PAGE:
Au contraire! I have written fanfic. In fact, I can count on three fingers the number of fanfic works I’ve written:

Two Doctor Whos (one thirty years ago, one about ten years ago) and one Star Trek (about twenty-five years ago).

So I have not only fanfic writing experience, but the wisdom, when speaking of it, that comes with age.

I know, I know, you’re thinking, “Ian, you’ve written fanfic? Bullsh*t.”

I can sympathize with this assessment. If I didn’t know myself intimately (and believe me, I do), I would share that assessment.

Therefore, I offer proof.

The first Doctor Who fanfic is lost to history, so I cannot present it as evidence of my bona fides. And the second Doctor Who story was written for an audience of exactly two (myself and the Missus, who is the star of the tale), and is not meant to be shared.

Both stories are also so terrible that to read them threatens the very fabric of space-time, and as my hero, the Doctor, would never stand for that, they shall remain forever beyond your reach.

That leaves the Star Trek story. When I first hit upon the idea of using it as my rebuttal to the vile electronic hate-scrawls that filled my inbox after the first blog post, I despaired. For I believed it, too, to be lost forever.

I was dimly aware of a copy reproduced in my high school Science Fiction club newsletter, but remembering the name of and then tracking down the phone number and calling the president of the club seemed like far too much effort.

In addition, ever since the burning paper bags with copies of Star Trek: Voyager inside them started appearing on my porch, I’ve been less than enthused about the idea of interacting with the outside world.

You have no idea how difficult it is to remove melted plastic from concrete. Especially when you know what had been on that plastic.

I have looked through the translucent blue case and seen horrors beyond description.

This is the hardware responsible for proving a horrific truth. There should be a Star Trek episode where Kirk and Spock go back in time to prevent the device from ever being built. Hmm, I may have a story idea there…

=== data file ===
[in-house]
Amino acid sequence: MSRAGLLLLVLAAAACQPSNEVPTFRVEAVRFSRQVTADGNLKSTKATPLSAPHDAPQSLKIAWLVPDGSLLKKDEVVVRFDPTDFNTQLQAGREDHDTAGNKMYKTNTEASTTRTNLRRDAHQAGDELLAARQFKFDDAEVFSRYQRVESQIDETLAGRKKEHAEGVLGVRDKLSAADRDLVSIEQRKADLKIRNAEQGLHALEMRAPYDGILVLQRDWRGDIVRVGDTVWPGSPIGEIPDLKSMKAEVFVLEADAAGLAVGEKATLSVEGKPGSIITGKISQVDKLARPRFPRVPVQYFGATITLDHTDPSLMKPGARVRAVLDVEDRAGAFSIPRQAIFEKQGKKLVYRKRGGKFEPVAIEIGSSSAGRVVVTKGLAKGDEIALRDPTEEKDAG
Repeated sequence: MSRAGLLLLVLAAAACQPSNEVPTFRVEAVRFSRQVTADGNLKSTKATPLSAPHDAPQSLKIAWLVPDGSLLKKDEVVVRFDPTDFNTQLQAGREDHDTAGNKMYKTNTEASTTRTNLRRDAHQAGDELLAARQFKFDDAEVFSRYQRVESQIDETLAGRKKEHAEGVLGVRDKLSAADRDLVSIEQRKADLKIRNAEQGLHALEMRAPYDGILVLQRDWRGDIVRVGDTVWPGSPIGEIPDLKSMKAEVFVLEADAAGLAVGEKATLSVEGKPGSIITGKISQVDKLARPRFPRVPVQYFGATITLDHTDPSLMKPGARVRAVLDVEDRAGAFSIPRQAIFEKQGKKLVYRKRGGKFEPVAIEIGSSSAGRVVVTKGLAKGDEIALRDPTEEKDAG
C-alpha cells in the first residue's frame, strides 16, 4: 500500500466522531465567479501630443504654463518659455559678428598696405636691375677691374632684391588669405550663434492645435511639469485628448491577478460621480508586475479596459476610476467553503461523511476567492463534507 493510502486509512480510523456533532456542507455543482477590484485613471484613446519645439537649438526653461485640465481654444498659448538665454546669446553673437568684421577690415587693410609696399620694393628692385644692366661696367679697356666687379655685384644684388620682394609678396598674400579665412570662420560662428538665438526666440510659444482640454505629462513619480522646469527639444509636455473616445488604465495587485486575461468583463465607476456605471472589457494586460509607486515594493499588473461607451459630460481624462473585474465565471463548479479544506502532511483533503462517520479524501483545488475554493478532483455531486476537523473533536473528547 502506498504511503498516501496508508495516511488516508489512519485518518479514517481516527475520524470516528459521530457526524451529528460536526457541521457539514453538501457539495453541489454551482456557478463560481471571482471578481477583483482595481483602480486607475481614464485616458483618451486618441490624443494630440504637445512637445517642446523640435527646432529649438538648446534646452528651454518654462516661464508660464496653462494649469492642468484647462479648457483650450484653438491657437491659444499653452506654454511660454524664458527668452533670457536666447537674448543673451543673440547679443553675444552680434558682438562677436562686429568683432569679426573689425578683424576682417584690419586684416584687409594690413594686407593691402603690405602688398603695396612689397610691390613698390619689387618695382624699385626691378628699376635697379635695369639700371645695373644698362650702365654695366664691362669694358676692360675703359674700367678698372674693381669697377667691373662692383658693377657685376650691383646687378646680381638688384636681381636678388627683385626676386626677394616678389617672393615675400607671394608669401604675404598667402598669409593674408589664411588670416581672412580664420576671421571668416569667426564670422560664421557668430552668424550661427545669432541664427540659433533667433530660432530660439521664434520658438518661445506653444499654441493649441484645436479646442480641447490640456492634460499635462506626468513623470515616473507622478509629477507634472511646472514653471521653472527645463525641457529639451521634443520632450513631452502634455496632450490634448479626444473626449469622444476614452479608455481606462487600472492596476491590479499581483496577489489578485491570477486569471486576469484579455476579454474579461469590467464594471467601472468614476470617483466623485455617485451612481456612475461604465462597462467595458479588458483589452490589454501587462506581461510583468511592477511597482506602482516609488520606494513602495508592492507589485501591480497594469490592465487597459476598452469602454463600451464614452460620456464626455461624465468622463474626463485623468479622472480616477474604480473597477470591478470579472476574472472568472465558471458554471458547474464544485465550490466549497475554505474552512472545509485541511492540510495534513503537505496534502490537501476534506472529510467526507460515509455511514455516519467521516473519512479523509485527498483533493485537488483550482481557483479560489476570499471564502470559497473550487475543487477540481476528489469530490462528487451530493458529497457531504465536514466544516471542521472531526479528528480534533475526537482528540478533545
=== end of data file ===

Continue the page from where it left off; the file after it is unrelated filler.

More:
Then I bought a used USB Zip drive (via mail order, of course), and started going through all the Zip disks I had stored in my garage.

It proved to be a treasure trove of old pictures, letters, school papers, and, yes, works of fiction by yours truly.

It is this recent development that now allows me to present to you, my discriminating readers, proof of two things:

1) That I have indeed partaken of the fan fiction fount, and can therefore trash talk it without consequence from the tiny but fanatic community that still perpetuates this literary crime against Humanity

2) Fanfic is, as I have always maintained, and as my story demonstrates beyond any doubt, a literary crime against Humanity

So I now present to you, mostly unedited (except for the Kirk/Spock/time-traveling Wesley Crusher threesome scene – propriety demanded I cut it), Star Trek: I Mourn For Adonis. I recommend donning Peril-Sensitive Sunglasses before reading any further.
Read the rest of this entry »

 
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Posted by on 1 February 2013 in Conspiracies Out To Get Me, Fanfic

 

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The Hobbit: An Unexpectedly Confusing Sequel or I’m as lost as these dwarves seem to be in the movie

Hello, I'm Martin Freeman and I'm filled with kittens and rage!

A Host of Unexpected Questions

I am a HUGE Lord of the Rings fan.

In fact, I can safely say there is no bigger, more Hobbit-like, more intimately familiar with the material, more enthusiastic fan out there. I can quote anything from the first three movies lock, stock, and quote-smoking barrel.

All of which means I was very excited to see The Hobbit.

So imagine my disappointment at what a confusing mish-mash of gibberish the movie turned out to be.

And I’m not talking about all the Elvish being spoken.

SPOILERS AHEAD

First off, what the heck is up with the ending? They didn’t even get to the gold. And why bother showing us that dragon, Smog, if they’re never gonna interact with it? Bilbo Jr. is all, “I think the worst is behind us, the end.”

WTF??

Ultimately, the movie raised more questions than it answered, which I found extremely frustrating:

Where the hell did the ring come from?

It’s been a while since I saw the Return of the King, but I’m pretty sure that thing got melted in the volcano lava. Along with Gollum.

Which brings up another question.

Why is Gollum in this movie?

He died at the end of Lord of the Rings, didn’t he? Or is he fire-proof, and swam away with the ring? I admit, there is some ambiguity there. But then if that was the case, Sauron would still be around, right? And his giant eye was nowhere to be seen in The Hobbit.

So I’m led to conclude that Gollum’s twin brother, Seagull, died at the end of Return of the King. But Peter Jackson could have made that clear, rather than forcing the viewers to guess that for themselves.

None of which explains where the ring came from.

Who in Sauron’s Inferno was the old guy at the start of the movie who was also named Bilbo?

Bilbo Baggins Senior? If that’s the case (and I’m not 100% certain it is), then why not call Martin Freeman’s Bilbo by a different name? Or possibly ‘Junior’?

Which brings to mind another issue I have, not just with this movie, but all the other fans of the series as well:

What is this refusal to acknowledge R. Tolkien Jr. properly?

Everywhere I look, people move the ‘Jr.’ to the front of his name, like this: J. R. R. Tolkien.